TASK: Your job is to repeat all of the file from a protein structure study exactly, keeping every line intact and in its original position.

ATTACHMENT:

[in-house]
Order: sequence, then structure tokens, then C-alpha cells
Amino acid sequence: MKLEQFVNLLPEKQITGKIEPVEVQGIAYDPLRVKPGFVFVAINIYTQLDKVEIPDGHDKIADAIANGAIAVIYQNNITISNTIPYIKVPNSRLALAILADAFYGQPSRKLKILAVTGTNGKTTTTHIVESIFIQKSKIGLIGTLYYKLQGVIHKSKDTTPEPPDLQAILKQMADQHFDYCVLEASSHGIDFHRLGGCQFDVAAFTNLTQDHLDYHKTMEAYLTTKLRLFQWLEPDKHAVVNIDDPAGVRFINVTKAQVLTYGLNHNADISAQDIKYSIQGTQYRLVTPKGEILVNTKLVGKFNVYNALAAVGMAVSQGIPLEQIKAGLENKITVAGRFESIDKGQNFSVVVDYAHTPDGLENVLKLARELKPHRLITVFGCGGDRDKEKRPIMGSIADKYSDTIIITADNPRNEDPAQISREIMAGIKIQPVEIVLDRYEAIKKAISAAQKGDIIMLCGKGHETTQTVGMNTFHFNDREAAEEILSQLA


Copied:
[in-house]
Order: sequence, then structure tokens, then C-alpha cells
Amino acid sequence: MKLEQFVNLLPEKQITGKIEPVEVQGIAYDPLRVKPGFVFVAINIYTQLDKVEIPDGHDKIADAIANGAIAVIYQNNITISNTIPYIKVPNSRLALAILADAFYGQPSRKLKILAVTGTNGKTTTTHIVESIFIQKSKIGLIGTLYYKLQGVIHKSKDTTPEPPDLQAILKQMADQHFDYCVLEASSHGIDFHRLGGCQFDVAAFTNLTQDHLDYHKTMEAYLTTKLRLFQWLEPDKHAVVNIDDPAGVRFINVTKAQVLTYGLNHNADISAQDIKYSIQGTQYRLVTPKGEILVNTKLVGKFNVYNALAAVGMAVSQGIPLEQIKAGLENKITVAGRFESIDKGQNFSVVVDYAHTPDGLENVLKLARELKPHRLITVFGCGGDRDKEKRPIMGSIADKYSDTIIITADNPRNEDPAQISREIMAGIKIQPVEIVLDRYEAIKKAISAAQKGDIIMLCGKGHETTQTVGMNTFHFNDREAAEEILSQLA